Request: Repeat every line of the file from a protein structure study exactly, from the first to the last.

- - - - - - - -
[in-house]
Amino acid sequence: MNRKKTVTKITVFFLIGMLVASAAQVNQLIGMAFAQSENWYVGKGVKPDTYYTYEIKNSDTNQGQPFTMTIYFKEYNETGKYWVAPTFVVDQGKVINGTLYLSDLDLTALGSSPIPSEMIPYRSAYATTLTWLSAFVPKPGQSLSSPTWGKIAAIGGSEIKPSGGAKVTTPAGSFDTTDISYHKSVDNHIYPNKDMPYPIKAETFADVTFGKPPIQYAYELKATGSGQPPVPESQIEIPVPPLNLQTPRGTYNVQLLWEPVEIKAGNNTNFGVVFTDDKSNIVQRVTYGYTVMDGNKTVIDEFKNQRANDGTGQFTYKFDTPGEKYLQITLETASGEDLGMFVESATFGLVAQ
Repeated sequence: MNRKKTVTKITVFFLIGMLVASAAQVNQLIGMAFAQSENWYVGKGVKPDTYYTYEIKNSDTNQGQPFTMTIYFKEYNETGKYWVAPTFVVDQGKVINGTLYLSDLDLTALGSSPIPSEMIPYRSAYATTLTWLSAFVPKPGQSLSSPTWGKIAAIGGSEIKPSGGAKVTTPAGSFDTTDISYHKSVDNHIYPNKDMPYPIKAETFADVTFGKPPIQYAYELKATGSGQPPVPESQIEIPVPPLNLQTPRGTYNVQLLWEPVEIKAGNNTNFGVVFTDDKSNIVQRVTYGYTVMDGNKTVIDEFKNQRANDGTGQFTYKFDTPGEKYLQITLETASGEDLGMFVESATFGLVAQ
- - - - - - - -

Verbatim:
[in-house]
Amino acid sequence: MNRKKTVTKITVFFLIGMLVASAAQVNQLIGMAFAQSENWYVGKGVKPDTYYTYEIKNSDTNQGQPFTMTIYFKEYNETGKYWVAPTFVVDQGKVINGTLYLSDLDLTALGSSPIPSEMIPYRSAYATTLTWLSAFVPKPGQSLSSPTWGKIAAIGGSEIKPSGGAKVTTPAGSFDTTDISYHKSVDNHIYPNKDMPYPIKAETFADVTFGKPPIQYAYELKATGSGQPPVPESQIEIPVPPLNLQTPRGTYNVQLLWEPVEIKAGNNTNFGVVFTDDKSNIVQRVTYGYTVMDGNKTVIDEFKNQRANDGTGQFTYKFDTPGEKYLQITLETASGEDLGMFVESATFGLVAQ
Repeated sequence: MNRKKTVTKITVFFLIGMLVASAAQVNQLIGMAFAQSENWYVGKGVKPDTYYTYEIKNSDTNQGQPFTMTIYFKEYNETGKYWVAPTFVVDQGKVINGTLYLSDLDLTALGSSPIPSEMIPYRSAYATTLTWLSAFVPKPGQSLSSPTWGKIAAIGGSEIKPSGGAKVTTPAGSFDTTDISYHKSVDNHIYPNKDMPYPIKAETFADVTFGKPPIQYAYELKATGSGQPPVPESQIEIPVPPLNLQTPRGTYNVQLLWEPVEIKAGNNTNFGVVFTDDKSNIVQRVTYGYTVMDGNKTVIDEFKNQRANDGTGQFTYKFDTPGEKYLQITLETASGEDLGMFVESATFGLVAQ